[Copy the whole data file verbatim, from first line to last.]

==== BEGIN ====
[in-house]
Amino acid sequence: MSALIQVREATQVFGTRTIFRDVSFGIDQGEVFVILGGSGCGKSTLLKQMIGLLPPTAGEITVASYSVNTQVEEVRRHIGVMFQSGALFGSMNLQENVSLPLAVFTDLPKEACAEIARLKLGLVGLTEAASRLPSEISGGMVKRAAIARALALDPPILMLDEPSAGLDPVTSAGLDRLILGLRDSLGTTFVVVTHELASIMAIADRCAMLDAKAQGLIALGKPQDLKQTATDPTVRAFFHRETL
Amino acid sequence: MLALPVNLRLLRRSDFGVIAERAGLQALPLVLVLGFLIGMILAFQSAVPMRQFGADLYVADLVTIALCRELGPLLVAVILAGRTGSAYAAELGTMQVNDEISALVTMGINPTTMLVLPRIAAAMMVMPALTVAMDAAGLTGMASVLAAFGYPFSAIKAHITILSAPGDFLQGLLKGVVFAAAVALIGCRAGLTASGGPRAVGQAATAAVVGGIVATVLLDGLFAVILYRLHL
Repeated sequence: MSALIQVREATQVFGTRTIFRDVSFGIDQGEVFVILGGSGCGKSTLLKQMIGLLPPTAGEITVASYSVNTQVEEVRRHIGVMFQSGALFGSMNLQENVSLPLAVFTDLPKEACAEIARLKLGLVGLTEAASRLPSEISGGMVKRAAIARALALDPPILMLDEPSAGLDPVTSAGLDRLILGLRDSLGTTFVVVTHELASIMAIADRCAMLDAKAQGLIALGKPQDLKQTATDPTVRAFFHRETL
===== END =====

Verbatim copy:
[in-house]
Amino acid sequence: MSALIQVREATQVFGTRTIFRDVSFGIDQGEVFVILGGSGCGKSTLLKQMIGLLPPTAGEITVASYSVNTQVEEVRRHIGVMFQSGALFGSMNLQENVSLPLAVFTDLPKEACAEIARLKLGLVGLTEAASRLPSEISGGMVKRAAIARALALDPPILMLDEPSAGLDPVTSAGLDRLILGLRDSLGTTFVVVTHELASIMAIADRCAMLDAKAQGLIALGKPQDLKQTATDPTVRAFFHRETL
Amino acid sequence: MLALPVNLRLLRRSDFGVIAERAGLQALPLVLVLGFLIGMILAFQSAVPMRQFGADLYVADLVTIALCRELGPLLVAVILAGRTGSAYAAELGTMQVNDEISALVTMGINPTTMLVLPRIAAAMMVMPALTVAMDAAGLTGMASVLAAFGYPFSAIKAHITILSAPGDFLQGLLKGVVFAAAVALIGCRAGLTASGGPRAVGQAATAAVVGGIVATVLLDGLFAVILYRLHL
Repeated sequence: MSALIQVREATQVFGTRTIFRDVSFGIDQGEVFVILGGSGCGKSTLLKQMIGLLPPTAGEITVASYSVNTQVEEVRRHIGVMFQSGALFGSMNLQENVSLPLAVFTDLPKEACAEIARLKLGLVGLTEAASRLPSEISGGMVKRAAIARALALDPPILMLDEPSAGLDPVTSAGLDRLILGLRDSLGTTFVVVTHELASIMAIADRCAMLDAKAQGLIALGKPQDLKQTATDPTVRAFFHRETL